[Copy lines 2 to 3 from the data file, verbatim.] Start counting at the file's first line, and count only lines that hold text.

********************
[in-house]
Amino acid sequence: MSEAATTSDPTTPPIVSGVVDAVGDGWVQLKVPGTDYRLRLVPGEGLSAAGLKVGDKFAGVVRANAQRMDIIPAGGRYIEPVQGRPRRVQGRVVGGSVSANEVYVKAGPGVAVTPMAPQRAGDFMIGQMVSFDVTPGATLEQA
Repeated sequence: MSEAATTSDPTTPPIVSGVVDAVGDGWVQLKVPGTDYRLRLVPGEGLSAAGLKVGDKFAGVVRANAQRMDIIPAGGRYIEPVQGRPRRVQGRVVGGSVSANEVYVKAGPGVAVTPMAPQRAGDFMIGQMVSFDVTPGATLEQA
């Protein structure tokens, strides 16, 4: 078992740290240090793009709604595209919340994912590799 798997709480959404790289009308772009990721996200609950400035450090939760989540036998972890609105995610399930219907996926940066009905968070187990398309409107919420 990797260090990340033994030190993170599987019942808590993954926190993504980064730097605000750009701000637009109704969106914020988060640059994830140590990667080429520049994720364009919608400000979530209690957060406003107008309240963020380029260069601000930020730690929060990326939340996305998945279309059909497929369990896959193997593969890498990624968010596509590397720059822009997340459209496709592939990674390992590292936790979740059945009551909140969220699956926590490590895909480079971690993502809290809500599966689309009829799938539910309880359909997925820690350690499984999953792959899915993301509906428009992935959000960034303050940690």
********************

Amino acid sequence: MSEAATTSDPTTPPIVSGVVDAVGDGWVQLKVPGTDYRLRLVPGEGLSAAGLKVGDKFAGVVRANAQRMDIIPAGGRYIEPVQGRPRRVQGRVVGGSVSANEVYVKAGPGVAVTPMAPQRAGDFMIGQMVSFDVTPGATLEQA
Repeated sequence: MSEAATTSDPTTPPIVSGVVDAVGDGWVQLKVPGTDYRLRLVPGEGLSAAGLKVGDKFAGVVRANAQRMDIIPAGGRYIEPVQGRPRRVQGRVVGGSVSANEVYVKAGPGVAVTPMAPQRAGDFMIGQMVSFDVTPGATLEQA